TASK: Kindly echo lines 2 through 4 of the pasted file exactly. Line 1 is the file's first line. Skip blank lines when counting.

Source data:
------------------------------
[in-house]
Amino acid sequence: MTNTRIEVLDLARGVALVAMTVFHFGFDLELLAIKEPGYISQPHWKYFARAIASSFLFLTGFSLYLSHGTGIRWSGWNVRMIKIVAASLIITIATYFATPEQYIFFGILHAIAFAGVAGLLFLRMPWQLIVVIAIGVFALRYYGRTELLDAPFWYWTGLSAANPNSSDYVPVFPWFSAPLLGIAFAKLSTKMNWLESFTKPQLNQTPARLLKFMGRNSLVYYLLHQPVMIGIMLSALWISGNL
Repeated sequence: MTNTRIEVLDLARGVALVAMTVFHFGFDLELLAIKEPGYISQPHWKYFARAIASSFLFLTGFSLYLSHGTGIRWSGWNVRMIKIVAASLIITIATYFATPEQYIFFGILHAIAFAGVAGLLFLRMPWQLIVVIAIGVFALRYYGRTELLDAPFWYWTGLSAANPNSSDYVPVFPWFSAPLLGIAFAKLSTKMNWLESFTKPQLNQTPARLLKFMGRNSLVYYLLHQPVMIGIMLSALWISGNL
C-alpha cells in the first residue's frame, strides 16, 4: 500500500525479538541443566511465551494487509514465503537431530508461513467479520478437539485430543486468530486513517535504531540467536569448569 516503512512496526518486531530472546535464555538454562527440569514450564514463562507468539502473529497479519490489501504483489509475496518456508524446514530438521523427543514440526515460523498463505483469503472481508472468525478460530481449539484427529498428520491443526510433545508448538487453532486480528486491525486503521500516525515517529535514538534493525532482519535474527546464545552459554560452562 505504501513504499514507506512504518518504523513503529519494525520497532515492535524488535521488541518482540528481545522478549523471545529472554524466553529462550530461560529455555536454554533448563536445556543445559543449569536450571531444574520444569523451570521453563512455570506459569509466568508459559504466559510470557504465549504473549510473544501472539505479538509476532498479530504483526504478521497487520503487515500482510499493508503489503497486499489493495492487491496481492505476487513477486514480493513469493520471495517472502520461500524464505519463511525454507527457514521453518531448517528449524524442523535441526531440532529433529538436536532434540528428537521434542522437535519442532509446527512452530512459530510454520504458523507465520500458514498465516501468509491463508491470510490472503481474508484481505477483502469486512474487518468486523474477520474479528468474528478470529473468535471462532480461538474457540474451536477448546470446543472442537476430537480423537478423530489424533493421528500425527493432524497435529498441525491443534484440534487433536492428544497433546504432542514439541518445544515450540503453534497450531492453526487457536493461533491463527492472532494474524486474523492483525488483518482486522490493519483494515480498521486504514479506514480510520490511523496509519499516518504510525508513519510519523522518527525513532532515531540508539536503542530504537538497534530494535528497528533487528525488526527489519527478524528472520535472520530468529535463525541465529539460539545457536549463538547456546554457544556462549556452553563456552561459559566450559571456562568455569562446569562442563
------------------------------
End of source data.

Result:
Amino acid sequence: MTNTRIEVLDLARGVALVAMTVFHFGFDLELLAIKEPGYISQPHWKYFARAIASSFLFLTGFSLYLSHGTGIRWSGWNVRMIKIVAASLIITIATYFATPEQYIFFGILHAIAFAGVAGLLFLRMPWQLIVVIAIGVFALRYYGRTELLDAPFWYWTGLSAANPNSSDYVPVFPWFSAPLLGIAFAKLSTKMNWLESFTKPQLNQTPARLLKFMGRNSLVYYLLHQPVMIGIMLSALWISGNL
Repeated sequence: MTNTRIEVLDLARGVALVAMTVFHFGFDLELLAIKEPGYISQPHWKYFARAIASSFLFLTGFSLYLSHGTGIRWSGWNVRMIKIVAASLIITIATYFATPEQYIFFGILHAIAFAGVAGLLFLRMPWQLIVVIAIGVFALRYYGRTELLDAPFWYWTGLSAANPNSSDYVPVFPWFSAPLLGIAFAKLSTKMNWLESFTKPQLNQTPARLLKFMGRNSLVYYLLHQPVMIGIMLSALWISGNL
C-alpha cells in the first residue's frame, strides 16, 4: 500500500525479538541443566511465551494487509514465503537431530508461513467479520478437539485430543486468530486513517535504531540467536569448569 516503512512496526518486531530472546535464555538454562527440569514450564514463562507468539502473529497479519490489501504483489509475496518456508524446514530438521523427543514440526515460523498463505483469503472481508472468525478460530481449539484427529498428520491443526510433545508448538487453532486480528486491525486503521500516525515517529535514538534493525532482519535474527546464545552459554560452562 505504501513504499514507506512504518518504523513503529519494525520497532515492535524488535521488541518482540528481545522478549523471545529472554524466553529462550530461560529455555536454554533448563536445556543445559543449569536450571531444574520444569523451570521453563512455570506459569509466568508459559504466559510470557504465549504473549510473544501472539505479538509476532498479530504483526504478521497487520503487515500482510499493508503489503497486499489493495492487491496481492505476487513477486514480493513469493520471495517472502520461500524464505519463511525454507527457514521453518531448517528449524524442523535441526531440532529433529538436536532434540528428537521434542522437535519442532509446527512452530512459530510454520504458523507465520500458514498465516501468509491463508491470510490472503481474508484481505477483502469486512474487518468486523474477520474479528468474528478470529473468535471462532480461538474457540474451536477448546470446543472442537476430537480423537478423530489424533493421528500425527493432524497435529498441525491443534484440534487433536492428544497433546504432542514439541518445544515450540503453534497450531492453526487457536493461533491463527492472532494474524486474523492483525488483518482486522490493519483494515480498521486504514479506514480510520490511523496509519499516518504510525508513519510519523522518527525513532532515531540508539536503542530504537538497534530494535528497528533487528525488526527489519527478524528472520535472520530468529535463525541465529539460539545457536549463538547456546554457544556462549556452553563456552561459559566450559571456562568455569562446569562442563